Contrary to wife’s argument, New Mexico does recognize court sanctioned separations. At one time, New Mexico only recognized a divorce a vinculo matrimonii, which was a divorce from the bond of matrimony, as opposed to a divorce a mensa et thoro, or a limited divorce from bed and board. See Poteet v. Poteet, 45 N.M. 214, 114 P.2d 91 (1941). In 1901, however, the legislative assembly of the territory of New Mexico enacted a separate maintenance statute which then provided:

Whenever the husband and wife shall have permanently separated and no longer live or cohabit together, as husband and wife, either may institute suit in the district court for a division of property, or for the disposition of the children, without asking for or obtaining in said suit a dissolution of the bonds of matrimony; or the wife may institute suit for alimony alone.

1901 N.M.Laws ch. 62, § 23.

This legislative enactment and its statutory successor, NMSA 1978, Section 40-4-3 *792(Repl.1986), provide a substitute for limited divorce from bed and board. Poteet v. Poteet. A party may petition the court for a division of property, custody of children, support and maintenance without seeking a divorce, conditioned on the parties’ permanent separation. § 40-4-3. In the alternative, the parties may mutually consent to a separation without court intervention. See NMSA 1978, § 40-2-4 to -9 (Repl.1986). Although § 40-4-3 does not expressly state the court can grant a legal separation, as do the statutes in some of the cases cited by husband, we find the outcome to be the same.

Furthermore, wife’s argument that New Mexico did not contemplate the 1970 decree to be temporary, as do the cases relied upon by husband, is without merit. A majority of cases relied upon by husband also rely on the general rule applicable to all successive judgments, i.e., the latest controls, provided, of course, that it was entered by a court of competent jurisdiction and complied with elementary principles of due process. E.g., Lynn v. Lynn; Morphet v. Morphet.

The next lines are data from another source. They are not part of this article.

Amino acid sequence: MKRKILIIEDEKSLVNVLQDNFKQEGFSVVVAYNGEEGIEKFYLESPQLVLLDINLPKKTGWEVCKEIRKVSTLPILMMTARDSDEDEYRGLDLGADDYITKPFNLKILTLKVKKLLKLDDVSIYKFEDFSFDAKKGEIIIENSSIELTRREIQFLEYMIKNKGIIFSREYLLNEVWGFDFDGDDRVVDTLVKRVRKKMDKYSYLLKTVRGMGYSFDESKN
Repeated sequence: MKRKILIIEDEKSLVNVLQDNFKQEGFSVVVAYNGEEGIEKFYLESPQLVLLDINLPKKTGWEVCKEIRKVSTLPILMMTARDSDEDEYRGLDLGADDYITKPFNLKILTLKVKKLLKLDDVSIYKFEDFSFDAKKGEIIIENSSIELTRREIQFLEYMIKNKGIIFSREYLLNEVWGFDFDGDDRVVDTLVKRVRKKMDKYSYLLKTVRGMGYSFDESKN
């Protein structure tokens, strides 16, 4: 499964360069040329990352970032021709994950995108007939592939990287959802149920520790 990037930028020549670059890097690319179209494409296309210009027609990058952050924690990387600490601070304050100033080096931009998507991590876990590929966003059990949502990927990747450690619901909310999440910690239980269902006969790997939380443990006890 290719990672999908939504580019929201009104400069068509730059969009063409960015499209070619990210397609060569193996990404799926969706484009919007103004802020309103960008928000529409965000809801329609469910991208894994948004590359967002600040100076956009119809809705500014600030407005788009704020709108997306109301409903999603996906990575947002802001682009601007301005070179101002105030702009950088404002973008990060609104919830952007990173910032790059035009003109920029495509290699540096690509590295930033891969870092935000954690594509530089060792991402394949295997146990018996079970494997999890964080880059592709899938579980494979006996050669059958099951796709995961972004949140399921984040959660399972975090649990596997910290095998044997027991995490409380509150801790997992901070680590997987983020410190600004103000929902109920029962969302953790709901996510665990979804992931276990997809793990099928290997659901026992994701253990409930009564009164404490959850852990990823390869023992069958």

Thus, while many of husband’s cases are distinguishable on the basis of the unique law of New Mexico, these distinctions are irrelevant to the resolution of the issue at hand. The fact remains that wife had notice of the Alabama proceedings, appeared, and chose neither to contest nor appeal the Alabama court’s decision. The Alabama court entered its decree awarding wife $50 per month in alimony, thus, superseding the 1970 New Mexico judgment. Because of the law on successive judgments, it is the Alabama judgment that controls. We determine that the Bernalillo County district court erred in basing its order of arrearages on the superseded New Mexico judgment.


The determination of whether to grant an award of attorney fees rests within the sound discretion of the trial court. Fitzsimmons v. Fitzsimmons, 104 N.M. 420, 722 P.2d 671 (Ct.App.1986). An appellate court will only reverse the trial court’s determination if there has been an abuse of discretion. Michaluk v. Burke, 105 N.M. 670, 735 P.2d 1176 (Ct.App.1987). While the trial court’s discretion must be exercised with a view toward ensuring a party an effective presentation of his case, the trial court must also consider a number of factors other than economic disparity alone. See Berry v. Meadows, 103 N.M. 761, 713 P.2d 1017 (Ct.App.1986). These include the nature of the proceedings, the complexity of the issues, the relief sought and recovered, the ability of the parties’ attorneys and the ability of the parties to pay. Michelson v. Michelson, 89 N.M. 282, 551 P.2d 638 (1976).

Wife argues that there was economic disparity. We agree that wife’s income was substantially less than husband’s. Financial disparity, however, is only one factor which the trial court should consider in determining whether to award attorney fees. In considering the other Michelson factors, we do not find an abuse of discretion. See Fitzsimmons v. Fitzsimmons. We affirm the trial court’s denial of attorney fees.

Because of wife’s lack of success on appeal, we likewise deny her request for appellate attorney fees. See Blake v. Blake, 102 N.M. 354, 695 P.2d 838 (Ct.App.1985). We also deny husband’s request for fees.


The order of the trial court granting wife alimony based on the New Mexico decree is reversed. The trial court’s denial of attorney fees to wife is affirmed. This cause is remanded to the trial court with instructions to dismiss wife’s motion. Each party shall bear his own appellate costs and attorney fees.


DONNELLY, C.J., and ALARID, J., concur.